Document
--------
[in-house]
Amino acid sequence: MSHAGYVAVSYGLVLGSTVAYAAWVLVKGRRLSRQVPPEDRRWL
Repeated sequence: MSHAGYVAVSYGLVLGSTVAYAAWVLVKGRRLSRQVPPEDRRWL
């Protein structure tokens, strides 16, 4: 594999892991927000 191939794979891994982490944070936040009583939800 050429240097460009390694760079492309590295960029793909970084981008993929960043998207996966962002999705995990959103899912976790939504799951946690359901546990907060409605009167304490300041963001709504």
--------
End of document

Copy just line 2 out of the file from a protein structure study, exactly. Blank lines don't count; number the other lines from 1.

Amino acid sequence: MSHAGYVAVSYGLVLGSTVAYAAWVLVKGRRLSRQVPPEDRRWL